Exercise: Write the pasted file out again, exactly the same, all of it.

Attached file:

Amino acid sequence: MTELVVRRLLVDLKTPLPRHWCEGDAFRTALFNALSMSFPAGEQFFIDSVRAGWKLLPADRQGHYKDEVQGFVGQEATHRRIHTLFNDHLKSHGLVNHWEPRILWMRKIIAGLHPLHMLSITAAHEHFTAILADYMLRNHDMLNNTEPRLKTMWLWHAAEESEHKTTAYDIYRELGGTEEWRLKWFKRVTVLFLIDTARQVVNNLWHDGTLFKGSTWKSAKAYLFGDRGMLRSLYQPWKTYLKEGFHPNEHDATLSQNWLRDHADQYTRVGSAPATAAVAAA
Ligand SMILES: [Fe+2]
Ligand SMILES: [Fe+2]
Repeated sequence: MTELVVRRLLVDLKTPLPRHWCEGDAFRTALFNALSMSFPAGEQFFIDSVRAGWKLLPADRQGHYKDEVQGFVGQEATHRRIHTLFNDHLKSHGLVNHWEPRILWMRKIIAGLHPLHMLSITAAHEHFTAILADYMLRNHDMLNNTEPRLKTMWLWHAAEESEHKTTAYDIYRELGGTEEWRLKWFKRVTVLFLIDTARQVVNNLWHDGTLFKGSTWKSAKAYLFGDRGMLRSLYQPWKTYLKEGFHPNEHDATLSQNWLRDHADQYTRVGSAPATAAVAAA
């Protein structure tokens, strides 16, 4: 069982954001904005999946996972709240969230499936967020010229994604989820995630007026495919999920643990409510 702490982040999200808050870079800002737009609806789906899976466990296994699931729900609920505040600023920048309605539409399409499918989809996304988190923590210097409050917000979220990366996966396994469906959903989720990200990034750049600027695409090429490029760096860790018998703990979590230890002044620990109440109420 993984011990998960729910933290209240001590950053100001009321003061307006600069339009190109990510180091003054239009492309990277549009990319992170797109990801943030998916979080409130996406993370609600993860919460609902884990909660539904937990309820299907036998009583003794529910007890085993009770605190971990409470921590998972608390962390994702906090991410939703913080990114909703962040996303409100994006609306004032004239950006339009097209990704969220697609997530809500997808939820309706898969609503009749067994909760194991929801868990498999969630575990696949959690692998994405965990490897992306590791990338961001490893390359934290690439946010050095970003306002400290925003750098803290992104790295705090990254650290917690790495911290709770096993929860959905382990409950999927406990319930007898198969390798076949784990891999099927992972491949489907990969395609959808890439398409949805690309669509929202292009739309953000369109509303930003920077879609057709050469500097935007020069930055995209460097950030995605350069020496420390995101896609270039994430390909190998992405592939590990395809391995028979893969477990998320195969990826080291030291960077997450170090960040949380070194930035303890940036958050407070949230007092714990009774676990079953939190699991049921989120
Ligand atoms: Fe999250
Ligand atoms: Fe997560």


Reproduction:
Amino acid sequence: MTELVVRRLLVDLKTPLPRHWCEGDAFRTALFNALSMSFPAGEQFFIDSVRAGWKLLPADRQGHYKDEVQGFVGQEATHRRIHTLFNDHLKSHGLVNHWEPRILWMRKIIAGLHPLHMLSITAAHEHFTAILADYMLRNHDMLNNTEPRLKTMWLWHAAEESEHKTTAYDIYRELGGTEEWRLKWFKRVTVLFLIDTARQVVNNLWHDGTLFKGSTWKSAKAYLFGDRGMLRSLYQPWKTYLKEGFHPNEHDATLSQNWLRDHADQYTRVGSAPATAAVAAA
Ligand SMILES: [Fe+2]
Ligand SMILES: [Fe+2]
Repeated sequence: MTELVVRRLLVDLKTPLPRHWCEGDAFRTALFNALSMSFPAGEQFFIDSVRAGWKLLPADRQGHYKDEVQGFVGQEATHRRIHTLFNDHLKSHGLVNHWEPRILWMRKIIAGLHPLHMLSITAAHEHFTAILADYMLRNHDMLNNTEPRLKTMWLWHAAEESEHKTTAYDIYRELGGTEEWRLKWFKRVTVLFLIDTARQVVNNLWHDGTLFKGSTWKSAKAYLFGDRGMLRSLYQPWKTYLKEGFHPNEHDATLSQNWLRDHADQYTRVGSAPATAAVAAA
């Protein structure tokens, strides 16, 4: 069982954001904005999946996972709240969230499936967020010229994604989820995630007026495919999920643990409510 702490982040999200808050870079800002737009609806789906899976466990296994699931729900609920505040600023920048309605539409399409499918989809996304988190923590210097409050917000979220990366996966396994469906959903989720990200990034750049600027695409090429490029760096860790018998703990979590230890002044620990109440109420 993984011990998960729910933290209240001590950053100001009321003061307006600069339009190109990510180091003054239009492309990277549009990319992170797109990801943030998916979080409130996406993370609600993860919460609902884990909660539904937990309820299907036998009583003794529910007890085993009770605190971990409470921590998972608390962390994702906090991410939703913080990114909703962040996303409100994006609306004032004239950006339009097209990704969220697609997530809500997808939820309706898969609503009749067994909760194991929801868990498999969630575990696949959690692998994405965990490897992306590791990338961001490893390359934290690439946010050095970003306002400290925003750098803290992104790295705090990254650290917690790495911290709770096993929860959905382990409950999927406990319930007898198969390798076949784990891999099927992972491949489907990969395609959808890439398409949805690309669509929202292009739309953000369109509303930003920077879609057709050469500097935007020069930055995209460097950030995605350069020496420390995101896609270039994430390909190998992405592939590990395809391995028979893969477990998320195969990826080291030291960077997450170090960040949380070194930035303890940036958050407070949230007092714990009774676990079953939190699991049921989120
Ligand atoms: Fe999250
Ligand atoms: Fe997560």